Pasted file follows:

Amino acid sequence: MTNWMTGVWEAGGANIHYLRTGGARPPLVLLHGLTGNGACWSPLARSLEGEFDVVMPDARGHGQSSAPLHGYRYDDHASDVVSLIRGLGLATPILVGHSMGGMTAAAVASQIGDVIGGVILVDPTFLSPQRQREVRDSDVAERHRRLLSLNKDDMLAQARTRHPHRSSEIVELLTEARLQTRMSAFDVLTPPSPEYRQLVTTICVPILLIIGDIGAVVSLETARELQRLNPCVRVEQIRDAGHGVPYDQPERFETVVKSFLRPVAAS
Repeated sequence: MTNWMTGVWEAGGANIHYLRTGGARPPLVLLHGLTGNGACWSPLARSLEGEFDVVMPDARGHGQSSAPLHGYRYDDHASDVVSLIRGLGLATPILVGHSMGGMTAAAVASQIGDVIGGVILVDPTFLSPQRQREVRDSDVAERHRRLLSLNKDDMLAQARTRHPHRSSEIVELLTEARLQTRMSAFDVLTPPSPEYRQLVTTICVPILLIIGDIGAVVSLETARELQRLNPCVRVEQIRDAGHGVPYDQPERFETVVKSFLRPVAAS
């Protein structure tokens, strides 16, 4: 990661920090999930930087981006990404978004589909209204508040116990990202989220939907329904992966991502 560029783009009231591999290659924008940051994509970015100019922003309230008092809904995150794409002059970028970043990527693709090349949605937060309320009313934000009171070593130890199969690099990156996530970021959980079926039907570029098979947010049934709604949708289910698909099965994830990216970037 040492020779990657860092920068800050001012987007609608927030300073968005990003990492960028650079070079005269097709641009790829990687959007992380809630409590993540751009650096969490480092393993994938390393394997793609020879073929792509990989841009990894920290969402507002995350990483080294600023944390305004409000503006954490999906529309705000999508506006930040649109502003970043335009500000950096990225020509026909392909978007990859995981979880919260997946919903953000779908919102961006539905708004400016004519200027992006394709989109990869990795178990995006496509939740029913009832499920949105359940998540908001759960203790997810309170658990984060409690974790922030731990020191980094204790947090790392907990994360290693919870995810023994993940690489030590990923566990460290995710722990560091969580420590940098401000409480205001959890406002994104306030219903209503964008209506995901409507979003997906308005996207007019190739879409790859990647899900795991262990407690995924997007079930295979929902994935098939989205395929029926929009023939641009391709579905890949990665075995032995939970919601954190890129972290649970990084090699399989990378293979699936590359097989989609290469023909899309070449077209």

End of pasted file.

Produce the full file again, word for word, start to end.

Amino acid sequence: MTNWMTGVWEAGGANIHYLRTGGARPPLVLLHGLTGNGACWSPLARSLEGEFDVVMPDARGHGQSSAPLHGYRYDDHASDVVSLIRGLGLATPILVGHSMGGMTAAAVASQIGDVIGGVILVDPTFLSPQRQREVRDSDVAERHRRLLSLNKDDMLAQARTRHPHRSSEIVELLTEARLQTRMSAFDVLTPPSPEYRQLVTTICVPILLIIGDIGAVVSLETARELQRLNPCVRVEQIRDAGHGVPYDQPERFETVVKSFLRPVAAS
Repeated sequence: MTNWMTGVWEAGGANIHYLRTGGARPPLVLLHGLTGNGACWSPLARSLEGEFDVVMPDARGHGQSSAPLHGYRYDDHASDVVSLIRGLGLATPILVGHSMGGMTAAAVASQIGDVIGGVILVDPTFLSPQRQREVRDSDVAERHRRLLSLNKDDMLAQARTRHPHRSSEIVELLTEARLQTRMSAFDVLTPPSPEYRQLVTTICVPILLIIGDIGAVVSLETARELQRLNPCVRVEQIRDAGHGVPYDQPERFETVVKSFLRPVAAS
């Protein structure tokens, strides 16, 4: 990661920090999930930087981006990404978004589909209204508040116990990202989220939907329904992966991502 560029783009009231591999290659924008940051994509970015100019922003309230008092809904995150794409002059970028970043990527693709090349949605937060309320009313934000009171070593130890199969690099990156996530970021959980079926039907570029098979947010049934709604949708289910698909099965994830990216970037 040492020779990657860092920068800050001012987007609608927030300073968005990003990492960028650079070079005269097709641009790829990687959007992380809630409590993540751009650096969490480092393993994938390393394997793609020879073929792509990989841009990894920290969402507002995350990483080294600023944390305004409000503006954490999906529309705000999508506006930040649109502003970043335009500000950096990225020509026909392909978007990859995981979880919260997946919903953000779908919102961006539905708004400016004519200027992006394709989109990869990795178990995006496509939740029913009832499920949105359940998540908001759960203790997810309170658990984060409690974790922030731990020191980094204790947090790392907990994360290693919870995810023994993940690489030590990923566990460290995710722990560091969580420590940098401000409480205001959890406002994104306030219903209503964008209506995901409507979003997906308005996207007019190739879409790859990647899900795991262990407690995924997007079930295979929902994935098939989205395929029926929009023939641009391709579905890949990665075995032995939970919601954190890129972290649970990084090699399989990378293979699936590359097989989609290469023909899309070449077209």